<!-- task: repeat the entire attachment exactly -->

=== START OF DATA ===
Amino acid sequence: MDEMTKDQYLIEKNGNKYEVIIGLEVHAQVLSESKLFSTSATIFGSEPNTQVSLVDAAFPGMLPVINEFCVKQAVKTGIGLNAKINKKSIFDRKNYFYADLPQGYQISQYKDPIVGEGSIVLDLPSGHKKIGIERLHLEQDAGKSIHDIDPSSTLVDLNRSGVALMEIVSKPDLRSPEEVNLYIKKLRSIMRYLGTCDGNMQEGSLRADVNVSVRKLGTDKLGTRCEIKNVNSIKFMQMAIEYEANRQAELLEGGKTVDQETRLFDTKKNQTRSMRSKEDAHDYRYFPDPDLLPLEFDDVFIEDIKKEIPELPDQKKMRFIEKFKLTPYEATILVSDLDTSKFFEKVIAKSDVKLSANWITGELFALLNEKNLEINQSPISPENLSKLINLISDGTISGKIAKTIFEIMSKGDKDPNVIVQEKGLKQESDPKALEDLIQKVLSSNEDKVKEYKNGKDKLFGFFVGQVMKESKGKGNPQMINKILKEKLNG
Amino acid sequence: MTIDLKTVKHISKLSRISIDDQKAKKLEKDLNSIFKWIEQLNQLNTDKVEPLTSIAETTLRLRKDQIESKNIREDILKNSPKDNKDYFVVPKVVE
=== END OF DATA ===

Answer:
Amino acid sequence: MDEMTKDQYLIEKNGNKYEVIIGLEVHAQVLSESKLFSTSATIFGSEPNTQVSLVDAAFPGMLPVINEFCVKQAVKTGIGLNAKINKKSIFDRKNYFYADLPQGYQISQYKDPIVGEGSIVLDLPSGHKKIGIERLHLEQDAGKSIHDIDPSSTLVDLNRSGVALMEIVSKPDLRSPEEVNLYIKKLRSIMRYLGTCDGNMQEGSLRADVNVSVRKLGTDKLGTRCEIKNVNSIKFMQMAIEYEANRQAELLEGGKTVDQETRLFDTKKNQTRSMRSKEDAHDYRYFPDPDLLPLEFDDVFIEDIKKEIPELPDQKKMRFIEKFKLTPYEATILVSDLDTSKFFEKVIAKSDVKLSANWITGELFALLNEKNLEINQSPISPENLSKLINLISDGTISGKIAKTIFEIMSKGDKDPNVIVQEKGLKQESDPKALEDLIQKVLSSNEDKVKEYKNGKDKLFGFFVGQVMKESKGKGNPQMINKILKEKLNG
Amino acid sequence: MTIDLKTVKHISKLSRISIDDQKAKKLEKDLNSIFKWIEQLNQLNTDKVEPLTSIAETTLRLRKDQIESKNIREDILKNSPKDNKDYFVVPKVVE